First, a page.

- the problems with urban runoff and green infrastructure solutions
- how rain gardens work
- how to design a build your own rain garden
- soil type and plant selection
- monitoring and maintenance
For more information, and to register, click here.
GREEN COMMUNITIES Canada’s RAIN Community Solutions program is working with three of our member organizations and their municipal partners to reduce or eliminate basement flooding in vulnerable neighbourhoods by planting rain gardens, and implementing measures such as rain barrels and downspout extensions and redirection.
RAIN Garden Groundbreakers projects are being undertaken by GCC member organizations Red Squirrel Conservation Services (Kingston, ON), GreenUP (Peterborough, ON), and EcoSuperior (Thunder Bay, ON) in neighbourhoods that have experienced repeated basement flooding.
Red Squirrel launched its project in July in the Kingscourt neighbourhood, an area with shallow soil and bedrock close to the surface that prevents water from sinking into the ground.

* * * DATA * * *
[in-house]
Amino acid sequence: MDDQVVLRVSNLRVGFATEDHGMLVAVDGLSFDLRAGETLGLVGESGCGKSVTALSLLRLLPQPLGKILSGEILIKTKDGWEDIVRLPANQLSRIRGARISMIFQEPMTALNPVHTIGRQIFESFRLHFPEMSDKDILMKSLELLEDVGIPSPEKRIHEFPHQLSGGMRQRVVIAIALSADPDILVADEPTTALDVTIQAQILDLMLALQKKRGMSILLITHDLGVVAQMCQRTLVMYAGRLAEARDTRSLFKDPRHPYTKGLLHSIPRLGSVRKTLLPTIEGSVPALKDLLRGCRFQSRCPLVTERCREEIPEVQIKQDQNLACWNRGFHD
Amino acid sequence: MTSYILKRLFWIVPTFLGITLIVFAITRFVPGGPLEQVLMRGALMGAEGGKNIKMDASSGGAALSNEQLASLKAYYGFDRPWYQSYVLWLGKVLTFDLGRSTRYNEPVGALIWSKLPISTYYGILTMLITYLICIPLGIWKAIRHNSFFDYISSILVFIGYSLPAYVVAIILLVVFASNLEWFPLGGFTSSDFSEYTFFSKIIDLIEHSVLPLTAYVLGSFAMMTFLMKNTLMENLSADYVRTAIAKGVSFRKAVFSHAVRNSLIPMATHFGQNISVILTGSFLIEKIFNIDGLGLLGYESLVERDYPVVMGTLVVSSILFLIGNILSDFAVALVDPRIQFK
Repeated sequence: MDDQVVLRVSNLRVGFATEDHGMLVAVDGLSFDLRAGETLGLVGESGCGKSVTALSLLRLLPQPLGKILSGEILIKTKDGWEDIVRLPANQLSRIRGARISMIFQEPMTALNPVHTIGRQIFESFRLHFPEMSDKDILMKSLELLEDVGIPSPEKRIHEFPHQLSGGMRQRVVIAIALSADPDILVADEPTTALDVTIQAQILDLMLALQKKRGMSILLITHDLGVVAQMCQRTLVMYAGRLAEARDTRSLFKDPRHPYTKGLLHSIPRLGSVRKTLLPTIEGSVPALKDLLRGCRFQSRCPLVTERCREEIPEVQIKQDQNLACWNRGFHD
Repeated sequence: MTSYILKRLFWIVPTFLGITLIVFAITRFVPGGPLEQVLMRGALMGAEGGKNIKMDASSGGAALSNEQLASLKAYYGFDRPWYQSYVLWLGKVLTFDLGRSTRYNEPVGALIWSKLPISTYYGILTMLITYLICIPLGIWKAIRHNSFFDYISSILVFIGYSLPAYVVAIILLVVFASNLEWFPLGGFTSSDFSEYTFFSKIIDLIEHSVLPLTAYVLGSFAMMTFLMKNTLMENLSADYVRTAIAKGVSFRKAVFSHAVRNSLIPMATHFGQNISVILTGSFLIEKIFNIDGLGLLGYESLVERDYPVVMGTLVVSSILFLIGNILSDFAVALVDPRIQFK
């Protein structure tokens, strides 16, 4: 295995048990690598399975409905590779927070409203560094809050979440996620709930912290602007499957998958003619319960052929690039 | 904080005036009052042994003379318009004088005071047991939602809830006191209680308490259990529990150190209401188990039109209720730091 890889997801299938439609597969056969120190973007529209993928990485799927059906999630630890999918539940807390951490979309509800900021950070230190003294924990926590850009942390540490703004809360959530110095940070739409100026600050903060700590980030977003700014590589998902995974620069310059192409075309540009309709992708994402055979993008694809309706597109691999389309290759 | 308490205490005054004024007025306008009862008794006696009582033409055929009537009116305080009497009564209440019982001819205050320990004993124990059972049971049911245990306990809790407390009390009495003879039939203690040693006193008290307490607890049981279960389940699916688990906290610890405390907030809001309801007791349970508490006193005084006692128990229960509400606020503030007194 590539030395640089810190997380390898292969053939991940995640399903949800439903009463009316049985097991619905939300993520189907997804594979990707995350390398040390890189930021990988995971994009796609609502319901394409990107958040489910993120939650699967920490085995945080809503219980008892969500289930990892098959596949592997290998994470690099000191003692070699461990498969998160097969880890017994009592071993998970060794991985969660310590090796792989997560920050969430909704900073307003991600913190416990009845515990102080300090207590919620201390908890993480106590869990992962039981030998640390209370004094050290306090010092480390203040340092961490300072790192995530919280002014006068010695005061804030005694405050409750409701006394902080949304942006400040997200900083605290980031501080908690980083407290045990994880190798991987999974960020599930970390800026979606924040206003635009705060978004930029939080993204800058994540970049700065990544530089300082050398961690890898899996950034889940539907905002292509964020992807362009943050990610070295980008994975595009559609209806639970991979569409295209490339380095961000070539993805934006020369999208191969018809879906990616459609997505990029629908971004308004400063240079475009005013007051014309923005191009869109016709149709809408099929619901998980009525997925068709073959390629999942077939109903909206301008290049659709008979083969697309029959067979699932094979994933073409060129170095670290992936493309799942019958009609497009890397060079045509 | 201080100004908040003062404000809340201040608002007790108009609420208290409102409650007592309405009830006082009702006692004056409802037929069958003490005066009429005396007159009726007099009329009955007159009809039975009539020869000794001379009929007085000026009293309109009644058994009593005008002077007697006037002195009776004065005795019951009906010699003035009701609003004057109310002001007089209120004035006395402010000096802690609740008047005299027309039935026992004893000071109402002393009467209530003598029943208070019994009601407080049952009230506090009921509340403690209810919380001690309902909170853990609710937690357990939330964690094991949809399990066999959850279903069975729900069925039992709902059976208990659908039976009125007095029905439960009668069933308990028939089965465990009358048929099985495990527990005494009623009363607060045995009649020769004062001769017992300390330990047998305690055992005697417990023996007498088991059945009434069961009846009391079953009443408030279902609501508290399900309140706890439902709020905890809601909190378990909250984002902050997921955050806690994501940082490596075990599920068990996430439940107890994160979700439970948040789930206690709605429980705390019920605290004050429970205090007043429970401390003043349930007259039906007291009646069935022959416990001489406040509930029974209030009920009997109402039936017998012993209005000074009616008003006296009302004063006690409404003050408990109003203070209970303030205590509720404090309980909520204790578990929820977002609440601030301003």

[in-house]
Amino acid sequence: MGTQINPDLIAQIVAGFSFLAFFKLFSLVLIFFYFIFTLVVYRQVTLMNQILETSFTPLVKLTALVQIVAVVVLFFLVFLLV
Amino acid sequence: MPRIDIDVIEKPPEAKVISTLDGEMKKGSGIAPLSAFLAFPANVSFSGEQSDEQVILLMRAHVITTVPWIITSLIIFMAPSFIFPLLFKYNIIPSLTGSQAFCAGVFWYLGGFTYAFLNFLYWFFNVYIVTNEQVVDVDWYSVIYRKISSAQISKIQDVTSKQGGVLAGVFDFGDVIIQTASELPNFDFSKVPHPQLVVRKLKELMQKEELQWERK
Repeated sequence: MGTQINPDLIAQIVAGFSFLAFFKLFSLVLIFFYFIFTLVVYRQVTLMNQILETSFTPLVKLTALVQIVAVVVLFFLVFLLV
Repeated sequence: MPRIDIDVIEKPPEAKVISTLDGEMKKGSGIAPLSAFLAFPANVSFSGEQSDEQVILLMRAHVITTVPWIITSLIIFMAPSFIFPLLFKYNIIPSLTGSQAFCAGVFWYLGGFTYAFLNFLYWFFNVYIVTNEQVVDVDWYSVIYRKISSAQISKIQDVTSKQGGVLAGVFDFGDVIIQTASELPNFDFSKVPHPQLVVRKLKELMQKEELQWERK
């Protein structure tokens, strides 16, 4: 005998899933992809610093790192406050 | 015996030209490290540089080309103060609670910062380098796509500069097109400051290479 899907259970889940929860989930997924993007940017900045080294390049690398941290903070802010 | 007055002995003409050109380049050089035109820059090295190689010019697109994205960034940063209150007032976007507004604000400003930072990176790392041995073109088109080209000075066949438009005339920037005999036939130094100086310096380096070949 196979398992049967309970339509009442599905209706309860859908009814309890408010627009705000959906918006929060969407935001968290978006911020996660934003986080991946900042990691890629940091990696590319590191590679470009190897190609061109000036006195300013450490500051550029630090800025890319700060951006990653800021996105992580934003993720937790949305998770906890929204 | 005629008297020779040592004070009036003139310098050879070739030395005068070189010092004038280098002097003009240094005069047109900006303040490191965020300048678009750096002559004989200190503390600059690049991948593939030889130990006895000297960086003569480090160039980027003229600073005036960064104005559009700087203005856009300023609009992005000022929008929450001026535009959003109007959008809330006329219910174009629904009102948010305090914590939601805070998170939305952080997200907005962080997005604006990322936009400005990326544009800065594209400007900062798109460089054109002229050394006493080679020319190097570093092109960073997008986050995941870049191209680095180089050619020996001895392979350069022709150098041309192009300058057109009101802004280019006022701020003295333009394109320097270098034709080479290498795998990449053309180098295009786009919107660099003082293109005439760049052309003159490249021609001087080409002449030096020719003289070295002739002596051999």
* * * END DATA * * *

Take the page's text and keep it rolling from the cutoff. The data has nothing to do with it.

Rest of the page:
Along with partners Kingscourt Community Association and the City of Kingston, and local residents, Red Squirrel plans to build six rain gardens on private property, educate homeowners on ways to reduce basement flooding, and implement green infrastructure measures on city property.
The RAIN Garden Groundbreakers Project is funded by the Ontario Trillium Foundation.
The 2016 GC Awards were announced at Green Communities Canada’s (GCC) Annual General Meeting, 23 June. The awards recognize the many champions who work and volunteer with GCC and its member organizations.
Biosphere Institute of the Bow Valley took home two awards – for Green Community of the Year and Youth Engagement. The Institute was recognized as a trendsetter in transformational programming, partnerships, marketing, and community engagement; and for its many programs that provide opportunities for youth to engage in active hands-on learning to better understand environmental stewardship.